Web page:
The Lost Brothers 'The Passing Of The Night' - Bird Dog

The vocals and songs of Oisin Leech and Mark McCausland have found favour with many since they partnered as the Lost Brothers. This latest album finds them growing in strength as artists. The new album was produced in Nashville by Brendan Benson, who has done a fine job of bringing their sound to the next level.

That sound finds a spiritual home in the place where such acts as the Everlys and the Louvin Brothers recorded. It is easy to make comparisons with such acts,  or with the likes of non-brother harmony duos like Simon and Garfunkel. That however distracts from what they have achieved in their own right and how pleasing the music they have delivered is in itself.
The musicians involved, aside from Leech and McCausland are Benson, Gill Landry and Paul Brainard among others who all play a variety of instruments between them that bolsters the musical. The sound is pleasingly uncluttered and acoustic in setting which gives the songs a sense of space that allows such instrumental interludes as the musical saw in Widow Maker it's place within the song's structure. The sole cover is that of an early 1955 Roy Orbison recording that was written by Atlantic Records founder Ahmet Ertegun. The eleven songs follow similar patterns that emphasize the understated unison singing of both singers and makes what is the most fundamental (and familiar) aspect of the Lost Brothers' sound.
That makes it difficult to pick out a particular song from the overall  album but the accordion in Blue Moon In September is imbued with a  European feel and the musical saw again makes an appearance. A sound not heard much outside of the recordings of the Flatlanders it is no without a certain charm. The aforementioned Hey Miss Fannie picks the tempo up and shows that there is much to be explored beyond the more normal mid-pace setting. It also has some nice pedal steel running through it. The album closes with the Brothers singing over an abstracted reverbed guitar and pedal steel sound that pushes the boundaries of what may be expected of them. All in all a big step forward for the talented duo who have found their voice in their matched voices.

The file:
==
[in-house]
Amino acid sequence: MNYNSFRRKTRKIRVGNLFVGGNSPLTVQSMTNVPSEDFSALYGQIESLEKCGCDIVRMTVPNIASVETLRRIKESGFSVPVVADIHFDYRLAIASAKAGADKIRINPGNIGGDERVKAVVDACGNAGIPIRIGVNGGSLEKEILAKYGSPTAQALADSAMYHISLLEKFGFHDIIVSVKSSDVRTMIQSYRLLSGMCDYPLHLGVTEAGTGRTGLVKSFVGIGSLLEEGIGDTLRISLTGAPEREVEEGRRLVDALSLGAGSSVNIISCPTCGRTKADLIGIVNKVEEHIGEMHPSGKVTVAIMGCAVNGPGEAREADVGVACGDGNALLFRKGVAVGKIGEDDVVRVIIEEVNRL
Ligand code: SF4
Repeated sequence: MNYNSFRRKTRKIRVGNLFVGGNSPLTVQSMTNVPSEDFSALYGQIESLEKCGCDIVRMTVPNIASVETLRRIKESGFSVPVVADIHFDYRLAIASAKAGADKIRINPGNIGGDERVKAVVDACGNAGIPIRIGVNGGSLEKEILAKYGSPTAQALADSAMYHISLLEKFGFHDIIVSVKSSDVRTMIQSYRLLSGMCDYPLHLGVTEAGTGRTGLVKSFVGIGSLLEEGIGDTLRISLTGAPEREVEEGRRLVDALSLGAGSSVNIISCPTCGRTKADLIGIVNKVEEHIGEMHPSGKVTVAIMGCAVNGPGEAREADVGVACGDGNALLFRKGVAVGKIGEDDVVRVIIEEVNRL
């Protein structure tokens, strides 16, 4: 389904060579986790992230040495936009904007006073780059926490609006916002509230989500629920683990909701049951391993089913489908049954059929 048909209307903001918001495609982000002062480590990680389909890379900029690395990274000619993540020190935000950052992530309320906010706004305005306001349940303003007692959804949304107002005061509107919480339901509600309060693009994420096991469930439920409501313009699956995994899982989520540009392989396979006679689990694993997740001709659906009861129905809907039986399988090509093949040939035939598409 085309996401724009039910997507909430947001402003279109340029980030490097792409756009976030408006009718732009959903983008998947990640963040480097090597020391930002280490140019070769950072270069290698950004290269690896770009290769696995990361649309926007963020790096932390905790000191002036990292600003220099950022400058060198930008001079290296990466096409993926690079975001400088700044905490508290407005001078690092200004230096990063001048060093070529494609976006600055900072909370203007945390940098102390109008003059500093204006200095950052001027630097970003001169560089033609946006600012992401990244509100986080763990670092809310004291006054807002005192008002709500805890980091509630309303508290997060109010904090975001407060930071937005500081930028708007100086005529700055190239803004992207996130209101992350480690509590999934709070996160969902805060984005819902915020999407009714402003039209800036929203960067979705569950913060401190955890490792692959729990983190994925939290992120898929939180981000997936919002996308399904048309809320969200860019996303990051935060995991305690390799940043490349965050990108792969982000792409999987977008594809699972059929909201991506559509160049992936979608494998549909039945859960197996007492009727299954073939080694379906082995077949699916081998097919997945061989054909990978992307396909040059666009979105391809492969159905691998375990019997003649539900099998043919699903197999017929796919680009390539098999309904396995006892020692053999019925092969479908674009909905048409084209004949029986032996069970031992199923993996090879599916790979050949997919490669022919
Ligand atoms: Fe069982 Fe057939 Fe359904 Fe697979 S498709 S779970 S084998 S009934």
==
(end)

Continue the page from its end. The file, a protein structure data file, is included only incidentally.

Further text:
The Lost Brothers 'So Long John Fante' - Bird Dog

There has always been a rich tradition of familial harmonies in music, especially that of brothers in reality or in spirit. From the Louvin Brothers to the Everly Brothers to Peter and Gordan through to Simon and Garfunkel and on to The Lost Brothers. This duo of Mark McCausland and Oisin Leech fit easily into the established pattern of tight vocal harmonies that complement each other. In the end the key factor is the songs and the duo writing perfectly suits the occasion. On record they deliver a full sound that is played by themselves and three other key players that included producer Colin Elliot and Shez Sheridan. They also, on occasion, use strings and brass to further complement the sound. Recorded in Sheffield last year they appear to have a bright future in front of them that can only grow in time. So Long John Fante is an easy and enjoyable listening experience that compliments their more simplistic two voices, two guitar live set -up.

The nature of what they do means there is a certain overall mood and tone to the songs, with each track following easily from the previous song that sometimes makes you want to hear one or other voice take the lead rather than always being sung in unison. But that may be beside the point, as their sound is what it is and So Long John Fante should be evaluated on it's strengths and it's songs. The highlights at this time include The Goodbye Kid, Golden Dawn and the more uptempo lap-steel and stringed Bells They Wont Ring. All of which The Lost Brothers a great find for those who haven't discovered then before.